Steve Elwart, P.E., Ph.D., is the executive research analyst with the Koinonia Institute and a subject matter expert for the Department of Homeland Security. He can be contacted at email@example.com.More ↓Less ↑
After several delays and repeatedly ignored warnings, the federal government is starting to recognize the threat posed to national security by an electromagnetic pulse, or EMP, event.
The Federal Energy Regulatory Commission, or FERC, has begun taking steps to protect the nation’s power grid from at least the natural version of an EMP by proposing new regulation standards addressing the impacts of a geomagnetic disturbance, or GMD.
The regulations are coming after years of wrangling in Congress over how best to protect the nation’s critical infrastructures from damage. At risk are the 300 or more high-voltage transformers that are the backbone of the U.S. electric grid.
GMDs occur when solar storms on the sun’s surface send out streams of electrically charged particles toward earth, where they interact with earth’s magnetic field. This interaction could potentially generate EMP events that would send geomagnetically induced electric currents, or GICs, through transmission lines and through power transformers, wreaking havoc on the nation’s high-voltage power grid.
As WND reported, the administration was scolded in congressional testimony last month for failing to prepare for the damage an EMP event could cause, with estimates suggesting the mass and prolonged power loss could making living in the United States “unsustainable” for 70 to 90 percent of the population.
For even if America is spared an intentional EMP attack, nature has shown in the past she’s more than capable of crippling the power grid on her own.
The largest solar storm measured to date was the solar storm of 1859, also known as the Carrington Event, which was observed and recorded by Richard C. Carrington.
From Aug. 28 until Sept. 2, 1859, numerous sunspots and solar flares were observed on the sun. This solar storm generated a stream of electrically charged particles that headed directly for Earth. The particles were traveling at disturbingly fast speeds. Observed by the British astronomer Richard Carrington, the particles made it to Earth in just 17 hours, a journey that normally took three to four days.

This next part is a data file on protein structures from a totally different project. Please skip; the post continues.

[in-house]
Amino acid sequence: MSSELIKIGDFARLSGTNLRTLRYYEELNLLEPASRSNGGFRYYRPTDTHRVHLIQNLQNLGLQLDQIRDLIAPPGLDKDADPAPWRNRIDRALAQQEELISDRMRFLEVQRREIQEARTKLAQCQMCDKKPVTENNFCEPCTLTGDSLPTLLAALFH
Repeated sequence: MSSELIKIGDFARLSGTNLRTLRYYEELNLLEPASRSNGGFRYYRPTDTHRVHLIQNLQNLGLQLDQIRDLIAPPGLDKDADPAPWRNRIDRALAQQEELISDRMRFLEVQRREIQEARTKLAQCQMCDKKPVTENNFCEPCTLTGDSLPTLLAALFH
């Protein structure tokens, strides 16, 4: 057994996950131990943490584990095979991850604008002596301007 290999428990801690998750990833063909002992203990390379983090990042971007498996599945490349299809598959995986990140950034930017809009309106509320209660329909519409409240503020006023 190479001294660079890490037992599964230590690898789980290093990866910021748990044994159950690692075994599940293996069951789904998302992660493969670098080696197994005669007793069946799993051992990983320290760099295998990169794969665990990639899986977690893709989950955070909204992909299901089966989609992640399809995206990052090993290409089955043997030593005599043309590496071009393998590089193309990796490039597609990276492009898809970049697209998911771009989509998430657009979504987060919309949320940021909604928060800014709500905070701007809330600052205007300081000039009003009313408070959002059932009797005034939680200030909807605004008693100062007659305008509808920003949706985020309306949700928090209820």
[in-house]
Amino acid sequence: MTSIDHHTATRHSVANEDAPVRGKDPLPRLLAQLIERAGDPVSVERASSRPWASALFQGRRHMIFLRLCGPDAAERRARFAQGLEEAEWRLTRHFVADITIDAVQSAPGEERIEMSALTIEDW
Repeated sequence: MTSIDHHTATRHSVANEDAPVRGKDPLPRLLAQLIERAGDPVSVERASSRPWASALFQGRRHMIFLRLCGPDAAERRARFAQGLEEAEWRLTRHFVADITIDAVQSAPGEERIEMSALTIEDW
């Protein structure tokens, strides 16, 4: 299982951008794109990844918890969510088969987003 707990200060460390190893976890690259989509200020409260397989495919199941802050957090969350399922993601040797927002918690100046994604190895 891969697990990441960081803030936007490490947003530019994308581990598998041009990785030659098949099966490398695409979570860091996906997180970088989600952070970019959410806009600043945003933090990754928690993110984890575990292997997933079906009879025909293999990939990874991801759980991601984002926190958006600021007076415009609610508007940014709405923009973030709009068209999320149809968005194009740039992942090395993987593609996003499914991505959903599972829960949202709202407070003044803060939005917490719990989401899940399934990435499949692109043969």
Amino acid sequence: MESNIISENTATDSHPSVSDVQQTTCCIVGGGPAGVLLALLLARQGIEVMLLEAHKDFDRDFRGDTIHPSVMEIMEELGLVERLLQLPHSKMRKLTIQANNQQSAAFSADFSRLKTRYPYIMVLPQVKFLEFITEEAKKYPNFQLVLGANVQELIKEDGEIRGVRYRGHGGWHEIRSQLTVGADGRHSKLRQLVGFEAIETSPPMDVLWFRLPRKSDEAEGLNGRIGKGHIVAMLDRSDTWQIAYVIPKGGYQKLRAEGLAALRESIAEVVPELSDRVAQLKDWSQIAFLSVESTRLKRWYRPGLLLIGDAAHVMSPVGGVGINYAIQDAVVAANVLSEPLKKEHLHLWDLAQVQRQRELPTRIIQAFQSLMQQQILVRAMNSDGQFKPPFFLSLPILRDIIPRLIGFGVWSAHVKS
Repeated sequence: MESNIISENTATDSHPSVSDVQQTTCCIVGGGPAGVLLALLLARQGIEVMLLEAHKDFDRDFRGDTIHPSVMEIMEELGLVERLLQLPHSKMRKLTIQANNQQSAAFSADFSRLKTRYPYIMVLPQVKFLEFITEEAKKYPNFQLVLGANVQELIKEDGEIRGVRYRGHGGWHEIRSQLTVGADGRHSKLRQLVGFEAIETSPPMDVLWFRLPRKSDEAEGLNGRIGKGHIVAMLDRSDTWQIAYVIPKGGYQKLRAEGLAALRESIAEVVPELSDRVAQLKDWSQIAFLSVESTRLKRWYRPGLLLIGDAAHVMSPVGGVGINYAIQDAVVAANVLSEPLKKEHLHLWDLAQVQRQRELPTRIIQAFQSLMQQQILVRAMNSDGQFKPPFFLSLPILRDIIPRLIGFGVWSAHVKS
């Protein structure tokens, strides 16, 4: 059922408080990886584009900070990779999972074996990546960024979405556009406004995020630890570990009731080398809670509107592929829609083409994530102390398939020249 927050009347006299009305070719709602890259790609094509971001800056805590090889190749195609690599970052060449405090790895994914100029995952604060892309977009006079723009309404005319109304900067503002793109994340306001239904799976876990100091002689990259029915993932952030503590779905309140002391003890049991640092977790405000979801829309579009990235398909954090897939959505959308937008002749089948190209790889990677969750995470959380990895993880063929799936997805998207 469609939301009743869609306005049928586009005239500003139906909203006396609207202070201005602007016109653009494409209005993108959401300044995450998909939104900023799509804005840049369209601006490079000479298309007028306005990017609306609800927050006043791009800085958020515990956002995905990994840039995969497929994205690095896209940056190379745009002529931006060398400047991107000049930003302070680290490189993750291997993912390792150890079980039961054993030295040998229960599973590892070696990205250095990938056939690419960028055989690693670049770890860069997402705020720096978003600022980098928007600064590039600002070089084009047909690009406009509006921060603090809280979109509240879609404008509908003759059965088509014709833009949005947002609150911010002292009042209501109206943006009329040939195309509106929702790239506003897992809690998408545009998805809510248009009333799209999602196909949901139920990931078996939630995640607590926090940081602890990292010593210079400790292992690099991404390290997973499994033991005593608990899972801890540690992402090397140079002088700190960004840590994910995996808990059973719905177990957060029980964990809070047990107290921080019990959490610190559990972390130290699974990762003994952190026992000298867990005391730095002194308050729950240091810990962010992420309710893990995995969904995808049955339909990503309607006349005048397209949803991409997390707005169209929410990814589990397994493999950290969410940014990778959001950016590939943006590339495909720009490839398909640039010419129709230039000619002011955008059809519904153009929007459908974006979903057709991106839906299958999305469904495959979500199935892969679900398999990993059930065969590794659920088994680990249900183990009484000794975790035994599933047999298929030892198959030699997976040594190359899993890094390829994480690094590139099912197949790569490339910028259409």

The resulting geomagnetic storm caused aurorae to be seen around the world, even over the Caribbean. The light generated from the storm over the Rocky Mountains was so bright that it woke up gold miners, who began making breakfast, thinking it was morning.
Telegraph systems all over Europe and North America failed, in some cases shocking telegraph operators. Telegraph poles started sparking, and telegraph paper spontaneously caught fire. Some telegraph systems continued to send and receive messages despite having been disconnected from their power supplies. Telegraph operators said that the lines were running on “celestial batteries.”
A similar phenomenon is feared to manifest itself next year when the current solar storm cycle reaches its peak.
The national power grid is not the only system that is vulnerable to space-based storms. Any networked system that can conduct electricity over long distances is vulnerable to electromagnetic disruptions.
Examples of these conducting networks are not only electrical power transmission grids, but also oil and gas pipelines, undersea communication cables, telephone and telegraph networks and railway systems.
GICs can also cause accelerated corrosion of pipelines as well as disruptions to geophysical exploration surveys and oil and gas drilling operations.
GICs caused a magnetic storm on March 13, 1989, in Canada. A GIC caused widespread electric power system problems, the most severe being a power-system-wide blackout on the Hydro-Quebec power system, with the damage extending as far south as New Jersey.